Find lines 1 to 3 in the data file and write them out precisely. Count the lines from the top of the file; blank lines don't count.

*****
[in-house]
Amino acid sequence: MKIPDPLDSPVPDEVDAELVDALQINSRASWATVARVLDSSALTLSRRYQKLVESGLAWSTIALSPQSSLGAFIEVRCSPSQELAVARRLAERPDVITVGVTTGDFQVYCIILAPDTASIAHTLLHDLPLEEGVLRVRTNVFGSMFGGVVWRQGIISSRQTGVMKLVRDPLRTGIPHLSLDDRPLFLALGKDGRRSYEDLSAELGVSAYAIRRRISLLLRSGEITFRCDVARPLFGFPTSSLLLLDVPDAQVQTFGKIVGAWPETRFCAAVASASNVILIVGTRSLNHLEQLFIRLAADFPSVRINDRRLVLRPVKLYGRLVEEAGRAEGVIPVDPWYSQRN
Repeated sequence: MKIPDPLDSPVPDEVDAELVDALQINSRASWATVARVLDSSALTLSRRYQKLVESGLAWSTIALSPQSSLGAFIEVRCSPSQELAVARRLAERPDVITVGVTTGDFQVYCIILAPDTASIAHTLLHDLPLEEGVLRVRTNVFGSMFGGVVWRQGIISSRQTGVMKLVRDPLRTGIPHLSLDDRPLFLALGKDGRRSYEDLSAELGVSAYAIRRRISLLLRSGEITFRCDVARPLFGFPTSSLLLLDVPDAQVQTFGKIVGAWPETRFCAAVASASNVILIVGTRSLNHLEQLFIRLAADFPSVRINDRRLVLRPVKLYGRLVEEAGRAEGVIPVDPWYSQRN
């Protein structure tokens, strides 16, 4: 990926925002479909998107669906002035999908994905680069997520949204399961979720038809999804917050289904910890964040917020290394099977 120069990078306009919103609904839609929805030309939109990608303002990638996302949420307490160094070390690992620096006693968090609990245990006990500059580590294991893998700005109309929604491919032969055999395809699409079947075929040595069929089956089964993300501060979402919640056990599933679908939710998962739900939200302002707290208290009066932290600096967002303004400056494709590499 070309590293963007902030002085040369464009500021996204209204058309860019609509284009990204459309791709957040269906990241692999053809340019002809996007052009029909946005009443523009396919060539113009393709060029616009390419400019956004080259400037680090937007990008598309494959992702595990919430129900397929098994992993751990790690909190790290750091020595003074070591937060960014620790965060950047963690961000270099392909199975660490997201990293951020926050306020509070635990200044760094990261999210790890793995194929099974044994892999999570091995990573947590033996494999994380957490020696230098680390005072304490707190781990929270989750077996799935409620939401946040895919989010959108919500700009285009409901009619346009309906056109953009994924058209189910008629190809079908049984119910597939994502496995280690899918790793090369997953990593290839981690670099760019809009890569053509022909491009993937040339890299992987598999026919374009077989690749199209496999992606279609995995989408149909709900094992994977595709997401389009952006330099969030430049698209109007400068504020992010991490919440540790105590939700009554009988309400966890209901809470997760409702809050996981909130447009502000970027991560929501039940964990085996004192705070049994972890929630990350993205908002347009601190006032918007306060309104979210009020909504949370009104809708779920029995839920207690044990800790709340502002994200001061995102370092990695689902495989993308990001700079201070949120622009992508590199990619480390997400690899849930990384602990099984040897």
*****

[in-house]
Amino acid sequence: MKIPDPLDSPVPDEVDAELVDALQINSRASWATVARVLDSSALTLSRRYQKLVESGLAWSTIALSPQSSLGAFIEVRCSPSQELAVARRLAERPDVITVGVTTGDFQVYCIILAPDTASIAHTLLHDLPLEEGVLRVRTNVFGSMFGGVVWRQGIISSRQTGVMKLVRDPLRTGIPHLSLDDRPLFLALGKDGRRSYEDLSAELGVSAYAIRRRISLLLRSGEITFRCDVARPLFGFPTSSLLLLDVPDAQVQTFGKIVGAWPETRFCAAVASASNVILIVGTRSLNHLEQLFIRLAADFPSVRINDRRLVLRPVKLYGRLVEEAGRAEGVIPVDPWYSQRN
Repeated sequence: MKIPDPLDSPVPDEVDAELVDALQINSRASWATVARVLDSSALTLSRRYQKLVESGLAWSTIALSPQSSLGAFIEVRCSPSQELAVARRLAERPDVITVGVTTGDFQVYCIILAPDTASIAHTLLHDLPLEEGVLRVRTNVFGSMFGGVVWRQGIISSRQTGVMKLVRDPLRTGIPHLSLDDRPLFLALGKDGRRSYEDLSAELGVSAYAIRRRISLLLRSGEITFRCDVARPLFGFPTSSLLLLDVPDAQVQTFGKIVGAWPETRFCAAVASASNVILIVGTRSLNHLEQLFIRLAADFPSVRINDRRLVLRPVKLYGRLVEEAGRAEGVIPVDPWYSQRN